Fables, stories are the ones I prefer most. They are simple and the moral meanings are easily understood. So much truth is out there, for all of us to discover.

This fable of the crow moving is used to reflect ones who do not know how to solve problems the right way, therefore lead to the still presence of the problem. The moral of the story is profound, but because the context is easy to understand, everyone can learn its message quickly.

There was a crow who lived in a tree. Every sunset his neighbors, the joyful magpie, the oriole, the swallow and the parrot would invite him to go bathing in the river.

Yet the crow didn’t like to bathe, so he said, “What bath? It’s too much trouble. I’m not going.” Once, twice, and three times the crow answered his friends in this way. From then on, no one ever invited him to go bathing.

Summer came, everyone was busy cleaning their nests. The crow was at home sleeping.

The friendly oriole went to the crow’s house. “Brother Crow, everyone’s cleaning up the neighborhood. You should clean up your house a little, too.”

The crow answered angrily, “Why clean? you like cleanness, then go clean. Don’t meddle in my affairs.”

The oriole couldn’t persuade the crow, so she left.

The crow wouldn’t bathe and wouldn’t clean his house. Soon, his body and nest became dirty and smelly. His neighbors didn’t want to play with him anymore. Everybody who saw him would pinch their noses and quickly walk away.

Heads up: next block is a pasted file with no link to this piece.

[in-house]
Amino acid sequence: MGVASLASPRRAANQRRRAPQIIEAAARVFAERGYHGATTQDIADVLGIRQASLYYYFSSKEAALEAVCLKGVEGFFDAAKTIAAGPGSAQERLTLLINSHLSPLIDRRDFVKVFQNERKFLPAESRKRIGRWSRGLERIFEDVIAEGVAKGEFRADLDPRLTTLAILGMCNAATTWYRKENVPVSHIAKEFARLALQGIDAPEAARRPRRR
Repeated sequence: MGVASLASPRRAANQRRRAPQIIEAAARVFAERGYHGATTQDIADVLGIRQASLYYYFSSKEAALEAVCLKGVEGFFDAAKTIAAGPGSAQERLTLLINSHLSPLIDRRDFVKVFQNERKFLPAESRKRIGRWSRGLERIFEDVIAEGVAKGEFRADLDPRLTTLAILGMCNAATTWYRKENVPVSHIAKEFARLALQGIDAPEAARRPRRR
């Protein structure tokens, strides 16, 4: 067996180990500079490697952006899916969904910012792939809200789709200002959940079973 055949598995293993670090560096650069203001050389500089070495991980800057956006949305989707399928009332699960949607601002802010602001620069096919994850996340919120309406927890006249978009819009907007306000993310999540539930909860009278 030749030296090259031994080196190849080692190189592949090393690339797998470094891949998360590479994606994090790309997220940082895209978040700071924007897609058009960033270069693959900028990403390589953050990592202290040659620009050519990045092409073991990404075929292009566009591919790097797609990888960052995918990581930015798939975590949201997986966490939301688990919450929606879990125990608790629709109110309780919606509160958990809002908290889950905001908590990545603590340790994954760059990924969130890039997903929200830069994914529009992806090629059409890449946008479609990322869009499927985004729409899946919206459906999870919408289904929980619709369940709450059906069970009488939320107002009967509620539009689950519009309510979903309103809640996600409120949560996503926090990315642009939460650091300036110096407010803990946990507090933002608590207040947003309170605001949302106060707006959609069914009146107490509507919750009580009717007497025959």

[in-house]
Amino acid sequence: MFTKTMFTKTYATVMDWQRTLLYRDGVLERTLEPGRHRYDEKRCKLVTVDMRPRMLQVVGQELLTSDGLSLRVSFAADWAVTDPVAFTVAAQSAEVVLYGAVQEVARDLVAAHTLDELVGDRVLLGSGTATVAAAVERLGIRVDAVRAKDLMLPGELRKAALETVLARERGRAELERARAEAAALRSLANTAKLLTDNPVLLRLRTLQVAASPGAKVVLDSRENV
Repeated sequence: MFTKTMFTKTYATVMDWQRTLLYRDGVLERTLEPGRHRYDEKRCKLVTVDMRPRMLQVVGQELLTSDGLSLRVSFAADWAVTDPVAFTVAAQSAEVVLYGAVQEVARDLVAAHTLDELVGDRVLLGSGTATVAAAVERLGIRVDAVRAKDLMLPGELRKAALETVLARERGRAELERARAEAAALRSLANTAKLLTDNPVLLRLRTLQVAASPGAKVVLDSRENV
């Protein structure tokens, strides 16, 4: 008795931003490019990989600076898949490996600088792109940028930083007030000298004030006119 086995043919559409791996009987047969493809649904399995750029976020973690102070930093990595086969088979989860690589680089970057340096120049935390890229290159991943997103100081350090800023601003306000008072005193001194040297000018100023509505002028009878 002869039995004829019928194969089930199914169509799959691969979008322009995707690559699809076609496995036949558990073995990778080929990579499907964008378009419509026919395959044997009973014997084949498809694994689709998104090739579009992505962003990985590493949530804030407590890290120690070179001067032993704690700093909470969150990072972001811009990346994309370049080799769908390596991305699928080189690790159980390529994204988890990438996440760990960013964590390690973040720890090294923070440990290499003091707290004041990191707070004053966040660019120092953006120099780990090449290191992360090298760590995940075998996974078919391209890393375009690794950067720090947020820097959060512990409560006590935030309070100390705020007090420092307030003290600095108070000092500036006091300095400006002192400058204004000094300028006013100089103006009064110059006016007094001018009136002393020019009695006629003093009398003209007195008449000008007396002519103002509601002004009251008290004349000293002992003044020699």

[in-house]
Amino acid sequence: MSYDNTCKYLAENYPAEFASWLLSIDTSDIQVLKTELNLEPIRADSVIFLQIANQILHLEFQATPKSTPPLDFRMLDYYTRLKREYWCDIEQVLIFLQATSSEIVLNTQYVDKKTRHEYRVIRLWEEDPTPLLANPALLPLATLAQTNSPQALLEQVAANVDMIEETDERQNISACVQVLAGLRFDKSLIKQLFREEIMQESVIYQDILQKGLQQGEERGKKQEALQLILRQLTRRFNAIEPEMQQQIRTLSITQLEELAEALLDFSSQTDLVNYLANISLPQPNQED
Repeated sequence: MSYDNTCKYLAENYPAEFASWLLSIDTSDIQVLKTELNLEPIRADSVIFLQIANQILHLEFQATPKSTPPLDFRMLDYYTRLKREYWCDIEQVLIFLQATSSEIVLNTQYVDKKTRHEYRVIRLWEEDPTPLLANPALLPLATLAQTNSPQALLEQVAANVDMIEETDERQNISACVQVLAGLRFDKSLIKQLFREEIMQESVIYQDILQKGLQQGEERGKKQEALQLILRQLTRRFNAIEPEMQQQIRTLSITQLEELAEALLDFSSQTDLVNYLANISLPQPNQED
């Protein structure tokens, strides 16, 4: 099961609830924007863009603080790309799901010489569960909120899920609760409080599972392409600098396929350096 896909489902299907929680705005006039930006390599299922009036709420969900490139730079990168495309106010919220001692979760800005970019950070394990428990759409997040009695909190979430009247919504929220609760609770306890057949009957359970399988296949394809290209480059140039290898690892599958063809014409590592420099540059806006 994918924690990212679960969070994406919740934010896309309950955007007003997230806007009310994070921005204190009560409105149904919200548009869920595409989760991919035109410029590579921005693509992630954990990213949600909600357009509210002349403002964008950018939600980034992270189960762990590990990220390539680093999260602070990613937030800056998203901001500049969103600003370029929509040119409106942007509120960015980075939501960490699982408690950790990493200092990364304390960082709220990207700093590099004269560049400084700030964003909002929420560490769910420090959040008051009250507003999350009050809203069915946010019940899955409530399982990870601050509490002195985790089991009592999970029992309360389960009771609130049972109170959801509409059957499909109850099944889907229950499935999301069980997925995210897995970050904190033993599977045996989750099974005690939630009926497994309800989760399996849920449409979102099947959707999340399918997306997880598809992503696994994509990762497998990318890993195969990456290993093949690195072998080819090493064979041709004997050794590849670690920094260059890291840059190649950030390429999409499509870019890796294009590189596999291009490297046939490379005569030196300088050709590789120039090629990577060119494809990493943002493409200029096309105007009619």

When the crow saw that no one liked him, he became furious. He moved away!

He flew and flew, farther and farther. He was determined to find a better home.
He flew for 3 days and 3 nights. Still he couldn’t find one.

Finally, he was so tired he couldn’t fly anymore. He stopped at a banyan tree to rest.

On one branch, a pigeon was already resting. Since the crow seemed so tired from flying, she couldn’t hold back her curiosity. She asked, “Mr. Crow, it seems as if you have some urgent matter to take care of. Could I help you with anything?”

The tired crow chuckled weakly, “It’s really nothing. I only wanted to find a new home. Thanks for your concern.”

The pigeon was very curious, so she continued asking, “Where are you moving to? Weren’t you happy at your old place?”

The crow replied, “Anywhere else would be better. I couldn’t continue living at the old place.”

“Why?” the pigeon asked again.

The crow answered gloomily, “My neighbors think that I’m dirty, that I’m smelly. I have to move so they won’t hate me.”

The pigeon heard him and laughed, “Mr. Crow, you think by moving will be everything solved? If you don’t change your untidy habit, not matter where you move to, no one will like you.”